Case Presentation

The patient was a 58-year-old man who wanted to upgrade his old amalgam restorations to bonded composites (Figure 1). The patient also presented with an active underlying immunosuppressive condition, which was discussed during pre-treatment planning. During this planning, the patient asked for “white fillings” to replace the previous amalgams on the lower left first and second molars (Teeth Nos. 30 and 31).

Consequently, the old amalgams were removed, and the caries underneath were identified and then excavated (Figure 2). Evidence of leakage was present in the preparation, and some of the grooves were stained. However, the integrity and structure of the teeth were good.

The cavity preparation was prepared with a cleaning solution of hydrogen peroxide and chlorhexidine to remove any debris. After cleaning, the enamel was etched for 10 seconds using an etchant gel (Figure 3). The dentin was then etched for 10 seconds, giving the enamel a full 20 seconds of etching (Figure 4). Once the preparation was etched to satisfaction, a copious amount of water was used to remove all of the etching gel and excess material.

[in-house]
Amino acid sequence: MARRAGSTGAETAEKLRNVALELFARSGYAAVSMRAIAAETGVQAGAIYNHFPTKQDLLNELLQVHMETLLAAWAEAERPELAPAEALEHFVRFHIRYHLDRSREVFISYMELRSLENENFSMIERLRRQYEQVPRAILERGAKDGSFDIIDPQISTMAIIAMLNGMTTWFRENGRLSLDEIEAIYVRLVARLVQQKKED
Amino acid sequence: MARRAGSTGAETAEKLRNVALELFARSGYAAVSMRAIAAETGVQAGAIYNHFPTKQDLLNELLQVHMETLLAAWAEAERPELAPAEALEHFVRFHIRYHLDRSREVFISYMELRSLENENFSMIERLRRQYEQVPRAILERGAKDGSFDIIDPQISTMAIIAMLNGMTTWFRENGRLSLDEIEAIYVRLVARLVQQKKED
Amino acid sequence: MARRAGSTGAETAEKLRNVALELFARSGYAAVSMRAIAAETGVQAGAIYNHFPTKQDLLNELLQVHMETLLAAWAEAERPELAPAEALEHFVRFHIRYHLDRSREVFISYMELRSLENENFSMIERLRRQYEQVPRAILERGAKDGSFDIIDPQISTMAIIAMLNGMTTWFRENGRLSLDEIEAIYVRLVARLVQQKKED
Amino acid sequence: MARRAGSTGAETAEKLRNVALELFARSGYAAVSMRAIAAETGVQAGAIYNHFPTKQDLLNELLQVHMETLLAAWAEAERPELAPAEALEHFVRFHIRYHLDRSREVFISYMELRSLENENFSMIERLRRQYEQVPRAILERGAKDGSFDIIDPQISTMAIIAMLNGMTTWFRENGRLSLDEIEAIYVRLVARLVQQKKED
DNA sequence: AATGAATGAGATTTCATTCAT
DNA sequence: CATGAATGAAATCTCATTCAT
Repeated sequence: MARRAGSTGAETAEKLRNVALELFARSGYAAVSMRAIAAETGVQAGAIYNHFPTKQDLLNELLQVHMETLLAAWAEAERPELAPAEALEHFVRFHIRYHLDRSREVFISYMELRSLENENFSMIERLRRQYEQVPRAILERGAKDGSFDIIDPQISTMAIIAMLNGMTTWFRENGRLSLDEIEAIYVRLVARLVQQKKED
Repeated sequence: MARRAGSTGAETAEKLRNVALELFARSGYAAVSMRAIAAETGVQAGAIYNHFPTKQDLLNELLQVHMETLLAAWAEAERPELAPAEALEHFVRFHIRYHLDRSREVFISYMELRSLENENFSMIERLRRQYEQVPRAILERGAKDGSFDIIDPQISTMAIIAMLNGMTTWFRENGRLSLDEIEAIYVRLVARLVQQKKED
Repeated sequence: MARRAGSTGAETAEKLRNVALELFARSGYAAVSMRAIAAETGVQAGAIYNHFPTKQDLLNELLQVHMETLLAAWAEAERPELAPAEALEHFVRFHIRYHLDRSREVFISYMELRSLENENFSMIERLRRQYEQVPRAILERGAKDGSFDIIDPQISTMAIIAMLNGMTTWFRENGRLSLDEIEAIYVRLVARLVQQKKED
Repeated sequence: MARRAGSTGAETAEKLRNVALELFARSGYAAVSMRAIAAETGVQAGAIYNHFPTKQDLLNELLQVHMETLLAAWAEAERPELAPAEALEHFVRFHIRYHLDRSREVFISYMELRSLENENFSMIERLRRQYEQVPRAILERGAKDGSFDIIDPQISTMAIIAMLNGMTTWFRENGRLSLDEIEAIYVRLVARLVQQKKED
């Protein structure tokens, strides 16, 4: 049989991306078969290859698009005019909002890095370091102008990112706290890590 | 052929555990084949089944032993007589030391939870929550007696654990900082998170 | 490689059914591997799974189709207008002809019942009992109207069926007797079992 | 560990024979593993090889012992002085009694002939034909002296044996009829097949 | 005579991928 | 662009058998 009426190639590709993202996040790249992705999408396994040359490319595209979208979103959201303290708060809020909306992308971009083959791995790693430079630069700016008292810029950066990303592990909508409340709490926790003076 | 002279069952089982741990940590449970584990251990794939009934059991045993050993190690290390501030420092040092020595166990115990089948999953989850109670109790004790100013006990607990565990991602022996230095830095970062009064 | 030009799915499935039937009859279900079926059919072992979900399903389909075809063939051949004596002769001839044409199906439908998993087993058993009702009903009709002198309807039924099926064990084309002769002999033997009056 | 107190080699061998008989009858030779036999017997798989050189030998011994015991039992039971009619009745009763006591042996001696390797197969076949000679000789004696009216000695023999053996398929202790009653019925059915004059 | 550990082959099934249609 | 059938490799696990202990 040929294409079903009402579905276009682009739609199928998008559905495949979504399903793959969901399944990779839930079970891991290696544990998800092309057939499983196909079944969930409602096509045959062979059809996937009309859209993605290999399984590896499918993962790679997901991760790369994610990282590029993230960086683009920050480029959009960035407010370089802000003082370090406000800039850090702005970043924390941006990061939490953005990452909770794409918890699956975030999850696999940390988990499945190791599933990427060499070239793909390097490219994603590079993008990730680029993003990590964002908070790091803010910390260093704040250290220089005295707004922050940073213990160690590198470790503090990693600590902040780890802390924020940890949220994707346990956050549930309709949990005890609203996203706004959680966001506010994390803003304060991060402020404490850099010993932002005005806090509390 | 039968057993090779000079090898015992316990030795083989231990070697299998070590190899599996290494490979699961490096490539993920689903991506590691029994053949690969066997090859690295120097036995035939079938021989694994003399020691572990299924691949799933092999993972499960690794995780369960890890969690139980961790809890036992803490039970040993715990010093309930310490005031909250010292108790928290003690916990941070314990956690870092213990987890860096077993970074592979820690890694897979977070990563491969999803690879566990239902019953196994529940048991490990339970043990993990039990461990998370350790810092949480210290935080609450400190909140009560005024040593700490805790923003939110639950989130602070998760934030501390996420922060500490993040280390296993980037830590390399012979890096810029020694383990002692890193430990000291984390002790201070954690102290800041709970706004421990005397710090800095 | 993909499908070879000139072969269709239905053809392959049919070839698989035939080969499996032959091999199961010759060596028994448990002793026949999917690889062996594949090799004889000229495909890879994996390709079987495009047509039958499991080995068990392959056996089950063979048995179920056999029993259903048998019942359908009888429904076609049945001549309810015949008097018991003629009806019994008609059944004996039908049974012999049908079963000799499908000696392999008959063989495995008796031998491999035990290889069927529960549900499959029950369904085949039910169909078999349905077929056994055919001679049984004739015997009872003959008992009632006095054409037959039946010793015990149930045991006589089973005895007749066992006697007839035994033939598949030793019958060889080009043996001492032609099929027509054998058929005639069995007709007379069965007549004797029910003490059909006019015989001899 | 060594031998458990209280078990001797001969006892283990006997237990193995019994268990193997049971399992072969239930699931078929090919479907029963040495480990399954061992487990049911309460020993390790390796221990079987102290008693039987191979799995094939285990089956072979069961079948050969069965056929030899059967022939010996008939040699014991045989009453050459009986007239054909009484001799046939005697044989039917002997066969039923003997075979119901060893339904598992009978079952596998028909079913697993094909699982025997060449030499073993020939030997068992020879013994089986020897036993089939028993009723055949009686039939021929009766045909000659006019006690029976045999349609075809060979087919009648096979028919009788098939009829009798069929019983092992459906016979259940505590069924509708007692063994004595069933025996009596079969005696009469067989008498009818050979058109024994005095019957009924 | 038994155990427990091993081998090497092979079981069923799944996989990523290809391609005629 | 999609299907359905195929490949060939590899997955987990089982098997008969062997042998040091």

Using a Vivapen, ExciTE F (Ivoclar Vivadent), a bonding agent featuring beneficial fluoride content, was liberally placed in the preparations in an agitating motion for 20 seconds. This was followed by a light air-dry to evaporate the solvent, and then the preparations were light-cured for 10 seconds. This process was also completed at angles around the cavity preparations to cure undercut areas (Figure 5).

It is important to note at this point in the procedure why a bonding agent that used fluoride was placed on the preparation. Research suggests that as a means of protection against recurrent caries, which are typical with restorations such as the one that presented, fluoride-releasing materials are necessary.4 These types of materials offer protection to hard dental tissues and the surrounding areas, decreasing the chance of post-procedure secondary caries.4This is why it was not only important, but necessary to use a composite material that released fluoride when placed on the preparation.4,5

A flowable, light-curing nano-hybrid composite (Tetric EvoFlow, Ivoclar Vivadent) in shade A1 was then placed on the floor of the preparation and light-cured for 20 seconds (Figure 6). The depth of the cavity preparation was only 3 mm, allowing one increment of material. Most light-curing units can cure down to 5 mm, however (Figure 7).